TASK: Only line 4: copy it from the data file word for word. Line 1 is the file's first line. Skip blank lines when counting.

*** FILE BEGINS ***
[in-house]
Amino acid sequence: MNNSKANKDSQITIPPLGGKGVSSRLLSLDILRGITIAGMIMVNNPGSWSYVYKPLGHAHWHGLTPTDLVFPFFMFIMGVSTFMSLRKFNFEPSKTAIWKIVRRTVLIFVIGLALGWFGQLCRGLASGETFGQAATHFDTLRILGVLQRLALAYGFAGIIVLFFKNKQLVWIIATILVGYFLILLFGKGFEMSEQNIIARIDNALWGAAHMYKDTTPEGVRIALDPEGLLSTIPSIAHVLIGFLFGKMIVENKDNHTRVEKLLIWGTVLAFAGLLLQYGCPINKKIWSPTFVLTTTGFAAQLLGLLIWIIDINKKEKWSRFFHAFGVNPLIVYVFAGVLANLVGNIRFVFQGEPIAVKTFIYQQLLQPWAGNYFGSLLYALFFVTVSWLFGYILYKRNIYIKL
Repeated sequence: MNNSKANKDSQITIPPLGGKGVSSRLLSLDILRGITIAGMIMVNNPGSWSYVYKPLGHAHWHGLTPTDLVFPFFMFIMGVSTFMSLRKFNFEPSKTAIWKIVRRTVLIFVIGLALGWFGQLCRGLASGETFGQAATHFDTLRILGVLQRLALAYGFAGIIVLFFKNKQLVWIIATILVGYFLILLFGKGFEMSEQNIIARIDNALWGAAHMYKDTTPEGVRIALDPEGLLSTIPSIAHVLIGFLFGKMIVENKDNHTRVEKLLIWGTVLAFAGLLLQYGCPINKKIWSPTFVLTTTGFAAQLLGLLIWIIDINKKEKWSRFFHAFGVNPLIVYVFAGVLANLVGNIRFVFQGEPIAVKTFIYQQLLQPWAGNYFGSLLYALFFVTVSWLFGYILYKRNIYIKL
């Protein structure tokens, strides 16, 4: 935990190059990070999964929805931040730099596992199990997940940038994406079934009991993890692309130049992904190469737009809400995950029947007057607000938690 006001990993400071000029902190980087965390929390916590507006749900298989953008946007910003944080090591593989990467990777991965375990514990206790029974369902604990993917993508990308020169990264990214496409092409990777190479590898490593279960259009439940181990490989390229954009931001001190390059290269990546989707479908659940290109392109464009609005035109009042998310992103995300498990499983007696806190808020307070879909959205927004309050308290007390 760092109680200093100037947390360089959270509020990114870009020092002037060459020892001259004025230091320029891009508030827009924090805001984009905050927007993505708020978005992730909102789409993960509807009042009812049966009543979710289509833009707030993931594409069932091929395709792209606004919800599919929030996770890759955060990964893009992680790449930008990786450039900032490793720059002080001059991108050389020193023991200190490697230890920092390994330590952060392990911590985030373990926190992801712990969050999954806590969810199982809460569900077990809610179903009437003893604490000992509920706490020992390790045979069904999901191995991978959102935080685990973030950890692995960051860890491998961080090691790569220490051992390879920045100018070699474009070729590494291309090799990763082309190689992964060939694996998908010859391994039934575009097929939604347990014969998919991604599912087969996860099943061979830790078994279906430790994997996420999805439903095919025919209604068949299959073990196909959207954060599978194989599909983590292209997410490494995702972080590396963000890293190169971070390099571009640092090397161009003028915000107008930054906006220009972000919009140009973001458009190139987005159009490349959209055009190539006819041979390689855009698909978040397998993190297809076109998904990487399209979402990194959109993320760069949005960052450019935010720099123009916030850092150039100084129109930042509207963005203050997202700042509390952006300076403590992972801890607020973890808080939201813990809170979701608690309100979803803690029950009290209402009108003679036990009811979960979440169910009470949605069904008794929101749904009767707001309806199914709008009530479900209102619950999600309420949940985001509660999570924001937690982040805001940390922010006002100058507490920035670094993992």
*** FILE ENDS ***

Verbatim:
């Protein structure tokens, strides 16, 4: 935990190059990070999964929805931040730099596992199990997940940038994406079934009991993890692309130049992904190469737009809400995950029947007057607000938690 006001990993400071000029902190980087965390929390916590507006749900298989953008946007910003944080090591593989990467990777991965375990514990206790029974369902604990993917993508990308020169990264990214496409092409990777190479590898490593279960259009439940181990490989390229954009931001001190390059290269990546989707479908659940290109392109464009609005035109009042998310992103995300498990499983007696806190808020307070879909959205927004309050308290007390 760092109680200093100037947390360089959270509020990114870009020092002037060459020892001259004025230091320029891009508030827009924090805001984009905050927007993505708020978005992730909102789409993960509807009042009812049966009543979710289509833009707030993931594409069932091929395709792209606004919800599919929030996770890759955060990964893009992680790449930008990786450039900032490793720059002080001059991108050389020193023991200190490697230890920092390994330590952060392990911590985030373990926190992801712990969050999954806590969810199982809460569900077990809610179903009437003893604490000992509920706490020992390790045979069904999901191995991978959102935080685990973030950890692995960051860890491998961080090691790569220490051992390879920045100018070699474009070729590494291309090799990763082309190689992964060939694996998908010859391994039934575009097929939604347990014969998919991604599912087969996860099943061979830790078994279906430790994997996420999805439903095919025919209604068949299959073990196909959207954060599978194989599909983590292209997410490494995702972080590396963000890293190169971070390099571009640092090397161009003028915000107008930054906006220009972000919009140009973001458009190139987005159009490349959209055009190539006819041979390689855009698909978040397998993190297809076109998904990487399209979402990194959109993320760069949005960052450019935010720099123009916030850092150039100084129109930042509207963005203050997202700042509390952006300076403590992972801890607020973890808080939201813990809170979701608690309100979803803690029950009290209402009108003679036990009811979960979440169910009470949605069904008794929101749904009767707001309806199914709008009530479900209102619950999600309420949940985001509660999570924001937690982040805001940390922010006002100058507490920035670094993992």